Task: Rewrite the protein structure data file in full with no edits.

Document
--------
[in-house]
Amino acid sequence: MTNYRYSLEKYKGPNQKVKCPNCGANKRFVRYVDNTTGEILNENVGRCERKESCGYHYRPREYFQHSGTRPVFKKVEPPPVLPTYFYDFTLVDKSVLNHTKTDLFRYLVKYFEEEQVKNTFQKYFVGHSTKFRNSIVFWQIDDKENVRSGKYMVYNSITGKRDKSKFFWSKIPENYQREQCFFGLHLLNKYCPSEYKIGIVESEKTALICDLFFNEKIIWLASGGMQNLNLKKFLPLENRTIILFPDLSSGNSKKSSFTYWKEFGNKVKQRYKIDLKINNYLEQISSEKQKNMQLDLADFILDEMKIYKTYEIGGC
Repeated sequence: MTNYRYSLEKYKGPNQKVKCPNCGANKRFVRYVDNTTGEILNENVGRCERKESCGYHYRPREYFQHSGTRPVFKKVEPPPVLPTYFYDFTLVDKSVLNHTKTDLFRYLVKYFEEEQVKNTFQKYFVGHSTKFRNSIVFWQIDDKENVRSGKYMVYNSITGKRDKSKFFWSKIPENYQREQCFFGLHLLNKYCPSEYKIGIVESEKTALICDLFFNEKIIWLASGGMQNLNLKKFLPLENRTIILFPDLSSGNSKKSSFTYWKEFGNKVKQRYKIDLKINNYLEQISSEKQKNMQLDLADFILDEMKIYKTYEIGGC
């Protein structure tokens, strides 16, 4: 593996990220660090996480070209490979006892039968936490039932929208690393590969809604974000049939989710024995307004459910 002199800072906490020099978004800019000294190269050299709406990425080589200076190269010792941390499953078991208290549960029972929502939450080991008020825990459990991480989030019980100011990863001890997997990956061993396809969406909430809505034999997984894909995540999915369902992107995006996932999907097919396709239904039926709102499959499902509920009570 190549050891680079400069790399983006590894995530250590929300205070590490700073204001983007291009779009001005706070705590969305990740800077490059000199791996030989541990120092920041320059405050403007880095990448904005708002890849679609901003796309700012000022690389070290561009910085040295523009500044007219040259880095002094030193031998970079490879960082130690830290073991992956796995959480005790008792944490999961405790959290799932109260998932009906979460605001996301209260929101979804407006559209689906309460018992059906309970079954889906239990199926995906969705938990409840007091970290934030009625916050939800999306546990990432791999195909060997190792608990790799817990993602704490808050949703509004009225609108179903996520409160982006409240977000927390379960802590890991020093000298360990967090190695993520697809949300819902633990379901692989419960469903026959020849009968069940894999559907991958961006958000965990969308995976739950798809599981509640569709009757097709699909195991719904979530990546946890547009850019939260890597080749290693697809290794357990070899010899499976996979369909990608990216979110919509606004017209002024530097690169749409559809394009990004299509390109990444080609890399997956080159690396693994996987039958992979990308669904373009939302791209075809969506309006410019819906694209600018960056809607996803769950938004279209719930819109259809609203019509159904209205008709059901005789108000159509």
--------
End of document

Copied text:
[in-house]
Amino acid sequence: MTNYRYSLEKYKGPNQKVKCPNCGANKRFVRYVDNTTGEILNENVGRCERKESCGYHYRPREYFQHSGTRPVFKKVEPPPVLPTYFYDFTLVDKSVLNHTKTDLFRYLVKYFEEEQVKNTFQKYFVGHSTKFRNSIVFWQIDDKENVRSGKYMVYNSITGKRDKSKFFWSKIPENYQREQCFFGLHLLNKYCPSEYKIGIVESEKTALICDLFFNEKIIWLASGGMQNLNLKKFLPLENRTIILFPDLSSGNSKKSSFTYWKEFGNKVKQRYKIDLKINNYLEQISSEKQKNMQLDLADFILDEMKIYKTYEIGGC
Repeated sequence: MTNYRYSLEKYKGPNQKVKCPNCGANKRFVRYVDNTTGEILNENVGRCERKESCGYHYRPREYFQHSGTRPVFKKVEPPPVLPTYFYDFTLVDKSVLNHTKTDLFRYLVKYFEEEQVKNTFQKYFVGHSTKFRNSIVFWQIDDKENVRSGKYMVYNSITGKRDKSKFFWSKIPENYQREQCFFGLHLLNKYCPSEYKIGIVESEKTALICDLFFNEKIIWLASGGMQNLNLKKFLPLENRTIILFPDLSSGNSKKSSFTYWKEFGNKVKQRYKIDLKINNYLEQISSEKQKNMQLDLADFILDEMKIYKTYEIGGC
């Protein structure tokens, strides 16, 4: 593996990220660090996480070209490979006892039968936490039932929208690393590969809604974000049939989710024995307004459910 002199800072906490020099978004800019000294190269050299709406990425080589200076190269010792941390499953078991208290549960029972929502939450080991008020825990459990991480989030019980100011990863001890997997990956061993396809969406909430809505034999997984894909995540999915369902992107995006996932999907097919396709239904039926709102499959499902509920009570 190549050891680079400069790399983006590894995530250590929300205070590490700073204001983007291009779009001005706070705590969305990740800077490059000199791996030989541990120092920041320059405050403007880095990448904005708002890849679609901003796309700012000022690389070290561009910085040295523009500044007219040259880095002094030193031998970079490879960082130690830290073991992956796995959480005790008792944490999961405790959290799932109260998932009906979460605001996301209260929101979804407006559209689906309460018992059906309970079954889906239990199926995906969705938990409840007091970290934030009625916050939800999306546990990432791999195909060997190792608990790799817990993602704490808050949703509004009225609108179903996520409160982006409240977000927390379960802590890991020093000298360990967090190695993520697809949300819902633990379901692989419960469903026959020849009968069940894999559907991958961006958000965990969308995976739950798809599981509640569709009757097709699909195991719904979530990546946890547009850019939260890597080749290693697809290794357990070899010899499976996979369909990608990216979110919509606004017209002024530097690169749409559809394009990004299509390109990444080609890399997956080159690396693994996987039958992979990308669904373009939302791209075809969506309006410019819906694209600018960056809607996803769950938004279209719930819109259809609203019509159904209205008709059901005789108000159509």